Thursday, February 19, 2015

Flying the coop

We are leaving this arctic world for a week.  By the miracle of flight we are able to spend seven days in Florida where it rains instead of snows; where the grass is green and the lakes are liquid; where the summer birds fly freely.

This morning I shoveled the three inches of fluff that fell last night.  It was beautiful and fresh, and not even very cold.  That makes three days in a row of shoveling.  Yesterday it was a bit warmer and I was able to cut back the snowbank at the end of the driveway by at least 3 feet or so.  I hope that gives our plower a little more room to maneuver.  He's running out of room to put the snow, and I'm trying to avoid hiring a backhoe to reposition the pile.  My friend, Malcolm, had to shovel his long driveway by hand because there is no place for the plow to push the snow.

I have begun to develop an attachment to my snow shovel.  Over the years we have bought and discarded many inferior models.  They tend to disintegrate under the stress of repeated use.  The current one is a marvel.  I am thinking of mounting it on a plaque with an inscription:  My daily helper  January-March 2015.  I have shoveled almost every day this week, and the blue shovel has held up well.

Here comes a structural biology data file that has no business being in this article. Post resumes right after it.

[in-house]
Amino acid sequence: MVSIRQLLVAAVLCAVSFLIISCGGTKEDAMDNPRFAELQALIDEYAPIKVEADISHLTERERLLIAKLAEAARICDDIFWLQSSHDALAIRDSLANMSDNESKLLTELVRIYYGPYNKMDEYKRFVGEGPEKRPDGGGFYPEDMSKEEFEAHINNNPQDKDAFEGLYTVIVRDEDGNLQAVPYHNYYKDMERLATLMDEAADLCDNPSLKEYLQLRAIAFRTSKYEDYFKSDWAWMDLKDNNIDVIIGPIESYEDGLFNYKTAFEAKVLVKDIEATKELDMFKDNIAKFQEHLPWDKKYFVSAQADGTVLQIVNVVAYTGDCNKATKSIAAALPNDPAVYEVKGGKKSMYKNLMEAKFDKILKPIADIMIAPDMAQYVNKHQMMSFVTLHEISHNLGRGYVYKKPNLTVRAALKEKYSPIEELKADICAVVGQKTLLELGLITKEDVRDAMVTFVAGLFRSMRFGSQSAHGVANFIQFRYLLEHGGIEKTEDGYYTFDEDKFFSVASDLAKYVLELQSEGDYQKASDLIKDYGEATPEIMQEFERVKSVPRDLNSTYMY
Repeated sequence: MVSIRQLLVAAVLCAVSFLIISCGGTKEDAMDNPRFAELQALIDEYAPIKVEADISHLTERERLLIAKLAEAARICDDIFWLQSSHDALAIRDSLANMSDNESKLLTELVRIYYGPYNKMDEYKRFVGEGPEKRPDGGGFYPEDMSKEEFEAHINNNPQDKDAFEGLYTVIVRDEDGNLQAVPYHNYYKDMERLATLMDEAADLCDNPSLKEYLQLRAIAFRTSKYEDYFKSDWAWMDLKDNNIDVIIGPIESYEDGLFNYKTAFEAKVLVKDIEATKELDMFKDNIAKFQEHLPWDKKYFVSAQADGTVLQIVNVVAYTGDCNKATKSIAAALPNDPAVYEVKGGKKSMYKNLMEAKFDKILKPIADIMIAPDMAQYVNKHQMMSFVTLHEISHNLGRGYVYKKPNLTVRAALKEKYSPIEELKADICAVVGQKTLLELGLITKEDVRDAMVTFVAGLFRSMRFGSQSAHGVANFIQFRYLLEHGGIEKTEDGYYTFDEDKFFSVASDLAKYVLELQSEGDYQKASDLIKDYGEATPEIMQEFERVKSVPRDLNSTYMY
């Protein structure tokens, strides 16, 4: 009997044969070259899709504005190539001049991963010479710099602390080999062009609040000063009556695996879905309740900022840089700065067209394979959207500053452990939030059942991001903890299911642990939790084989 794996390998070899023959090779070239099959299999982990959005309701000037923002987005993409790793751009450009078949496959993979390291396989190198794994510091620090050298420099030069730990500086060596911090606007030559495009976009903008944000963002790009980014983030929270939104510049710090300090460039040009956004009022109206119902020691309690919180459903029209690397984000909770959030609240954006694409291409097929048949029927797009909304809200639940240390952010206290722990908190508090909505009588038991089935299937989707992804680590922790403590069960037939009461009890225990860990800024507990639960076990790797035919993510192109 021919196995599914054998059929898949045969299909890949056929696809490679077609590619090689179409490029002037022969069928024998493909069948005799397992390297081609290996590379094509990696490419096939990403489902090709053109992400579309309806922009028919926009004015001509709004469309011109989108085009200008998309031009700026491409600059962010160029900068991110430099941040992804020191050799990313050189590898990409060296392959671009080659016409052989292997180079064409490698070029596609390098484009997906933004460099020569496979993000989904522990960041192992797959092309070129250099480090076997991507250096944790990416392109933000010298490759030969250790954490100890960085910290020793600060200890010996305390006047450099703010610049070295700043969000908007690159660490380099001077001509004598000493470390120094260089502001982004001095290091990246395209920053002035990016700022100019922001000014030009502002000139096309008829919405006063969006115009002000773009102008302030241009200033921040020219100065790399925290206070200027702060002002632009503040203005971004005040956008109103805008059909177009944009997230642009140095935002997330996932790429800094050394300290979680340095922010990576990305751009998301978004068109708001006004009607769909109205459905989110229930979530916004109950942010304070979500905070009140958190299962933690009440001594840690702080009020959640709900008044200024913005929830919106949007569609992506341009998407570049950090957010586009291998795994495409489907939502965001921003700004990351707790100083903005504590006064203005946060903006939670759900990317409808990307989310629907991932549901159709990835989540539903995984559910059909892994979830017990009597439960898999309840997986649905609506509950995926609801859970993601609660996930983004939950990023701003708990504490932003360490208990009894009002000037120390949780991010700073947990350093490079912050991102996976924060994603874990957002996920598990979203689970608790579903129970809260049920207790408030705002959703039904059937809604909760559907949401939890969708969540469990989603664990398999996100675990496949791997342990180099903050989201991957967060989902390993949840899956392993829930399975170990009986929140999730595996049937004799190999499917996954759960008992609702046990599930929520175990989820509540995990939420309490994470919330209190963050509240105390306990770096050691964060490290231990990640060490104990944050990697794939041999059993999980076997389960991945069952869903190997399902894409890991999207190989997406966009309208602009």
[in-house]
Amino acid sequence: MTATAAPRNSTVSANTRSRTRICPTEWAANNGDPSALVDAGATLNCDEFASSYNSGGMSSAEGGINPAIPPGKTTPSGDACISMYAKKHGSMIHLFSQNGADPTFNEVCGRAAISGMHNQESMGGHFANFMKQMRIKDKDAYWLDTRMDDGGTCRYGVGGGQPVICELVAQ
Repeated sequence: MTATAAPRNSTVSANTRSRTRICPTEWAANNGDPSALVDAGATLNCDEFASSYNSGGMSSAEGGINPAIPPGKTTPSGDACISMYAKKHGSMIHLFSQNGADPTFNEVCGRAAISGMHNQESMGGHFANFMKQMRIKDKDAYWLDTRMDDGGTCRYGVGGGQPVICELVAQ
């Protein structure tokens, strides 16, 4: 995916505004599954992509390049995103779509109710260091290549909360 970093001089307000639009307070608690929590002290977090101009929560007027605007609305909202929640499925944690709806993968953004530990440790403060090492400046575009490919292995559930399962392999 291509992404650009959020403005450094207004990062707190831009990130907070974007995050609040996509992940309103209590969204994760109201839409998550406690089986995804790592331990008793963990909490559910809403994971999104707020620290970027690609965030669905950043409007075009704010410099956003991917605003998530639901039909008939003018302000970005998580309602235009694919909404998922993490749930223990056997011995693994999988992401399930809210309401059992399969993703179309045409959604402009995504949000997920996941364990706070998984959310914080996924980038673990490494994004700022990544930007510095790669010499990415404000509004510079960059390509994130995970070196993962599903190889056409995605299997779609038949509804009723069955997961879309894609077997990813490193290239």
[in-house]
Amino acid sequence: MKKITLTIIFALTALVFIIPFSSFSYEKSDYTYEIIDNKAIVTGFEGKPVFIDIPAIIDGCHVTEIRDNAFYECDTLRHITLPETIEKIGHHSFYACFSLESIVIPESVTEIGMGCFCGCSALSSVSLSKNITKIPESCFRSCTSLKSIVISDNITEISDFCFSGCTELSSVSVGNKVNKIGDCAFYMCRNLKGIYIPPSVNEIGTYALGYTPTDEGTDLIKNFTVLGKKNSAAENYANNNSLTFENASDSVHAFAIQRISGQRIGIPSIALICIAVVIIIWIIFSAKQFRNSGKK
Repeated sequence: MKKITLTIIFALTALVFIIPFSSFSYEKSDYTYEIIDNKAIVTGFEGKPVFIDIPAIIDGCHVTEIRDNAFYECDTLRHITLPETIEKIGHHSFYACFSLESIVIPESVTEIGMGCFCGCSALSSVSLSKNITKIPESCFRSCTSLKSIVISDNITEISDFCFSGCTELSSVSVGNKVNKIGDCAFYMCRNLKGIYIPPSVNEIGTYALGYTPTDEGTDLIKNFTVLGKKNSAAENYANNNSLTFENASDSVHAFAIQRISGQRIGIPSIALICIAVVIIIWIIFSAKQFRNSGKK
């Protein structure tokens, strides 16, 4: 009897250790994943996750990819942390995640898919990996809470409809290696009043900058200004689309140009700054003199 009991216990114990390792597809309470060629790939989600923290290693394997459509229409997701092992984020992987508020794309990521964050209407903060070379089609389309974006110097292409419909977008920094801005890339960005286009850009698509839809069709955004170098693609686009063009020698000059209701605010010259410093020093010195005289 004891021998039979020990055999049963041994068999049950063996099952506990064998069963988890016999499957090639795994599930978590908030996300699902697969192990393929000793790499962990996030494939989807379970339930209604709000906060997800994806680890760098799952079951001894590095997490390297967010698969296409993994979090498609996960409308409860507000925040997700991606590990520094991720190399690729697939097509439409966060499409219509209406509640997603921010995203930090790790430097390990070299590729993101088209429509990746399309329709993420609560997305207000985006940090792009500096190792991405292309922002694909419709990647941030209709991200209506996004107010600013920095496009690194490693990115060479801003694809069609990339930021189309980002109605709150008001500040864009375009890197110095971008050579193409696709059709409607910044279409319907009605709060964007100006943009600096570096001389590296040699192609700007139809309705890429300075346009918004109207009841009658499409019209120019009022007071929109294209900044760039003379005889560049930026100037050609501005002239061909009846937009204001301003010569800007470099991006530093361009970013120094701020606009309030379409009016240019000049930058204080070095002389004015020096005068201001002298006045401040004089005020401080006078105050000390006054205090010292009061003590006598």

I uncovered the deck one more time.  I think I'm making a ski slope in the yard.  Two immense piles rise above the deck railing and threaten to tumble back inside.  I wanted to clear the porch furniture because we are expecting rain this weekend.  Can you believe it?  Of course the rain will fall on frozen surfaces and create instant ice shrouds.  People with flat roofs are scrambling to unload the snow before the rain falls on a snow sponge and threatens to collapse the roof.  The weatherman predicts heavy fog on Sunday because the warm air, hovering over the cold snow will bring the clouds down to earth.

There are few animals to be seen.  Dog owners shovel paths in their yards.  The birds fly around looking for food.  They roost in the trees, fluffed up to twice their size, in an effort to keep warm.  There are no deer tracks.  Usually there is evidence of great bounding strides across our back hill, but no deer can navigate this depth of snow.  The only tracks are from rabbits.  They come up to the house, and I think they may be nibbling on the azalea bushes which are now at ground level.  I put our Christmas wreath on the ground (snowbank) thinking that the green leaves might feed the bunnies.

I am sure that Florida will seem even more of a respite than usual.

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